“Whilst the Miniature Bull Terrier Club was granted recognition by the Kennel Club in 1939, the breed has a much longer history than that. It is interesting to note that in 1872, Mr Henry Webb distinguished what we now call Miniature Bull Terriers as a separate breed from their larger cousins in the book he edited, 'Dogs: Their Points, Whims, Instincts and Peculiarities'. Of further interest was that one of the contributors to Webb’s book was the great supporter of small bull terriers, none other than S E Shirley MP."

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CONTENTS :

Introduction

Monarchs and Mastys

Bulldoggs

Sporting Pastimes

The New Bulldog

The Fable of Old Madman “the Bulldog”

James Hinks

White English Terrier

The Early Shows 1834 – 1863 (Cremorne)

Puss, that fight and the future

William ("Bill") Tupper

The Puss Fight at Tupper's Blue Boars Head, Long Acre

The Early Shows 1863 (Paris) – 1867

Old Victor and Young Victor

James Hinks withdraws from Show Scene

James Hinks Exhibits Again

Hinks - The Next Generation

Ch Gully the Great

Making the Miniature Bull Terrier

Ear Cropping in England and America

Bibliography and Notes




BILL LAMBERT:    The Definitive Bull Terrier (From Puss to Gully)

The Bull Terrier, is a relatively new breed with a reasonably well-documented history, and its roots can be traced back quite clearly through many published works, most of which give fairly similar accounts.  In recent years however, some doubt has been placed on the accuracy of some of these tales, which is perhaps unsurprising when considering the times that existed when the breed was conceived; the breed has a dark past and it’s quite likely that some stories have grown in the re-telling or perhaps have deviated from the original.  Frank Dyson’s new book “The Definitive Bull Terrier (From Puss to Gully)” attempts to unravel the true story and by researching much of the available literature he has put together what is an extremely valuable history of the breed.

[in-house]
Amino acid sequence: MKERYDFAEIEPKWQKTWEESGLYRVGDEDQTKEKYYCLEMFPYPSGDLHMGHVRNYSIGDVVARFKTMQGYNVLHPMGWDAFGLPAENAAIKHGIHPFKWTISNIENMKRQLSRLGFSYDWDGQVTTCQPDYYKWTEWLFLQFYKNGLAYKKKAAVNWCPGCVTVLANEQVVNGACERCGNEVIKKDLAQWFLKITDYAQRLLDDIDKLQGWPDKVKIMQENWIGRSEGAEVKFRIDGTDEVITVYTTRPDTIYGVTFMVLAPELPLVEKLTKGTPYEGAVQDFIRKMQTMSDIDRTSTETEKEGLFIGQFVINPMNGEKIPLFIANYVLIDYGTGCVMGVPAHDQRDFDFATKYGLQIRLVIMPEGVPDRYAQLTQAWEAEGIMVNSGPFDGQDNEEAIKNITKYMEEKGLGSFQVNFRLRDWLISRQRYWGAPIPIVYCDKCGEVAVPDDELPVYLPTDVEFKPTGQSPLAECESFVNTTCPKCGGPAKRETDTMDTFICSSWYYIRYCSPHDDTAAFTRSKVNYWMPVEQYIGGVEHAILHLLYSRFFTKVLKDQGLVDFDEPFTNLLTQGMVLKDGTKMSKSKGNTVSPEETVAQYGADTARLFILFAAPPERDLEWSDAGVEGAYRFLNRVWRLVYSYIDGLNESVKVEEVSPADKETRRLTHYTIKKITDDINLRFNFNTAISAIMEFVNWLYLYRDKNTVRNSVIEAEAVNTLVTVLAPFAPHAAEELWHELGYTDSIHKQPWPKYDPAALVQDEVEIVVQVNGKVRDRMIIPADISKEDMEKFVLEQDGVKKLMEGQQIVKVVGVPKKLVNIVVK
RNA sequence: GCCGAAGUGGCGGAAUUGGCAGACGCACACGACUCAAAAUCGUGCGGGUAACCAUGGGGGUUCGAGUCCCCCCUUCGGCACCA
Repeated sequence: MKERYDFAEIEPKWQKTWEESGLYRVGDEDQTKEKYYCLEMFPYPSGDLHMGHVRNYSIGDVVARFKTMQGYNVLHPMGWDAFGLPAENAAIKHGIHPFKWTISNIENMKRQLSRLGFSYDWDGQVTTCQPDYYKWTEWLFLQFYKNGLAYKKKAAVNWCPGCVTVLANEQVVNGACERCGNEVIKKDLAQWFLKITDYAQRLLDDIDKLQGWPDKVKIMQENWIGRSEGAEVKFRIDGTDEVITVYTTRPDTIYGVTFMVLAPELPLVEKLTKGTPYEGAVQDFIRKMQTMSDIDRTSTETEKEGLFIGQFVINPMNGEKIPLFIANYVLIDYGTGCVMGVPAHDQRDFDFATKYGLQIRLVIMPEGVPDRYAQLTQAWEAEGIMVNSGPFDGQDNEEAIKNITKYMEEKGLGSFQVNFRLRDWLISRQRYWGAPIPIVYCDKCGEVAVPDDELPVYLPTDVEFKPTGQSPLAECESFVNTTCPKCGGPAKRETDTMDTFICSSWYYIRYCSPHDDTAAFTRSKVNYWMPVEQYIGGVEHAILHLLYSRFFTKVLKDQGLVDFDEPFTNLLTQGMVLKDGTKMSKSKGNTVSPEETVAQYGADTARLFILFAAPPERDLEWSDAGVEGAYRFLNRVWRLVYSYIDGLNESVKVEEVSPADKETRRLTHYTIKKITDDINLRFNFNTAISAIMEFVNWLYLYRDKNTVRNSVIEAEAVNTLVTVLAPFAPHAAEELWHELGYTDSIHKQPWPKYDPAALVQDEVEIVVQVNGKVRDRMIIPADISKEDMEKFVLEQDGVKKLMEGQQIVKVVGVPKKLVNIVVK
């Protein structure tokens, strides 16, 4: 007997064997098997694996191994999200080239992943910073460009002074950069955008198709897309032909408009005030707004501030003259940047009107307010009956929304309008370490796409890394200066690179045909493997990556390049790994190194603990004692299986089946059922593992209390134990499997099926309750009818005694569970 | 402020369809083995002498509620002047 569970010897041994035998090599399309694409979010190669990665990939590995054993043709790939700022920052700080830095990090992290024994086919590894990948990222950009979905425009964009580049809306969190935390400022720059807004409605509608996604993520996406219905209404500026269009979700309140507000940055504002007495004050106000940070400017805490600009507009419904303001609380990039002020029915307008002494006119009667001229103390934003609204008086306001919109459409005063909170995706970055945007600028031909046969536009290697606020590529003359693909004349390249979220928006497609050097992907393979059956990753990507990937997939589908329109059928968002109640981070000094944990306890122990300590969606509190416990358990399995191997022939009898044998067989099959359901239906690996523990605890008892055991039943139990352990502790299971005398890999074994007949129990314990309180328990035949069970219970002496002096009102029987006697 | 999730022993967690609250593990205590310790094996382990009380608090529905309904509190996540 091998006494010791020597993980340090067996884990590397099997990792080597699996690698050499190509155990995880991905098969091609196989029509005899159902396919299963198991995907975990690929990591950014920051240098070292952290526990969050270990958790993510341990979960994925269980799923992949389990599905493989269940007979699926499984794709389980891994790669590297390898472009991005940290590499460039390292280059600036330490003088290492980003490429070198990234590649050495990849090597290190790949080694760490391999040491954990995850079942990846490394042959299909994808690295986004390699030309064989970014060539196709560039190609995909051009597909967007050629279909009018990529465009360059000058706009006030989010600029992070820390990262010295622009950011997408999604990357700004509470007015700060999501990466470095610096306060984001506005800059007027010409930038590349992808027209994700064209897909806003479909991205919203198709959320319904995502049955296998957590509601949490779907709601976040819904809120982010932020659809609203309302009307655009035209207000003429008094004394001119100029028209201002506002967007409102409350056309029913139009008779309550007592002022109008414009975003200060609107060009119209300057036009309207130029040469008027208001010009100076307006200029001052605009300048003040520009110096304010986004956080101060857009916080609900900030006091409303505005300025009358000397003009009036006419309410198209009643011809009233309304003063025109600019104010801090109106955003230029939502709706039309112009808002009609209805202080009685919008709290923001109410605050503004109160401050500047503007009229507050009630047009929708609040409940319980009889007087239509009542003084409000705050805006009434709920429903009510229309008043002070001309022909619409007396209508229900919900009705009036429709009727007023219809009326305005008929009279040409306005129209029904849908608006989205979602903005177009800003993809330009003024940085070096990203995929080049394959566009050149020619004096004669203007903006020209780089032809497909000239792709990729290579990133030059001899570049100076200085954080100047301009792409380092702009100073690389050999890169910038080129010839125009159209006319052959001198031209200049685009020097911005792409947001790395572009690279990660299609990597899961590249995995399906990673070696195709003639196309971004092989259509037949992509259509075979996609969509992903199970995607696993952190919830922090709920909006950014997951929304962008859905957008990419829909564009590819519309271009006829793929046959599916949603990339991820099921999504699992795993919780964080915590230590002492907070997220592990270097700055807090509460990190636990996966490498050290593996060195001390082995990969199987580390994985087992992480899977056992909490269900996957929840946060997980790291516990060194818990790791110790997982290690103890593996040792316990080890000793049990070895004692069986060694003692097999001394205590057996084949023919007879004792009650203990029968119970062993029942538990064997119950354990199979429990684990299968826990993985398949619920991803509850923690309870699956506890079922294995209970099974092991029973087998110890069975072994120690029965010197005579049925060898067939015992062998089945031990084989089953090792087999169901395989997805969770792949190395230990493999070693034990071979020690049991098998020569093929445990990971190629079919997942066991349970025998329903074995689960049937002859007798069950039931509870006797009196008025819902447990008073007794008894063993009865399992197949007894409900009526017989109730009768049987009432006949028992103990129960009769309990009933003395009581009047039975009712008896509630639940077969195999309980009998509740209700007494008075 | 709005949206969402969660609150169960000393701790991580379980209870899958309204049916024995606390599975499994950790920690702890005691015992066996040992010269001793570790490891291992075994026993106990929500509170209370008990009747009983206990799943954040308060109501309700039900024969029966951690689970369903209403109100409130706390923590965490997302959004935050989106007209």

Frank takes us back to the middle of the 19th Century, where we find that the breed which was developed as “a gentleman’s companion” was not exclusively owned by gentlemen, but was also the companion of rogues, cheats and vagabonds.  Indeed, it brought gentry and rogue together and Frank attempts to shine a light into some of these murky corners.  By careful analysis of much of the early writings on the breed, he has developed a fascinating journey through history.  He clearly takes nothing at face value and it would seem that he has checked and double checked each event before committing to paper.

He resists the temptation to repeat what is written elsewhere and clearly he is not one to take stories at face value, as each event that he records is backed up by an analysis of the available evidence.  We learn that as the breed was developing there were many cross-overs in type and even in breed; the lines between Bulldog and Bull Terrier were blurred to the extent that in some cases it was not clear which “box” each belonged in.  It seems likely that some dogs may have been shown as either “Bulldog” or “Bull Terrier” and may even have switched breed from one to the other to suit the fancy of the judge of the day.  Add to this the fact that many dogs carried the same name with many bitches being called “Puss” or many dogs being called “Madman”, and with ownerships changing frequently, it’s little wonder that the stories may have become confused.  However, by diligent research of the available literature, Frank attempts to get to the bottom of many of these stories and each event is backed up with a review of the relevant evidence.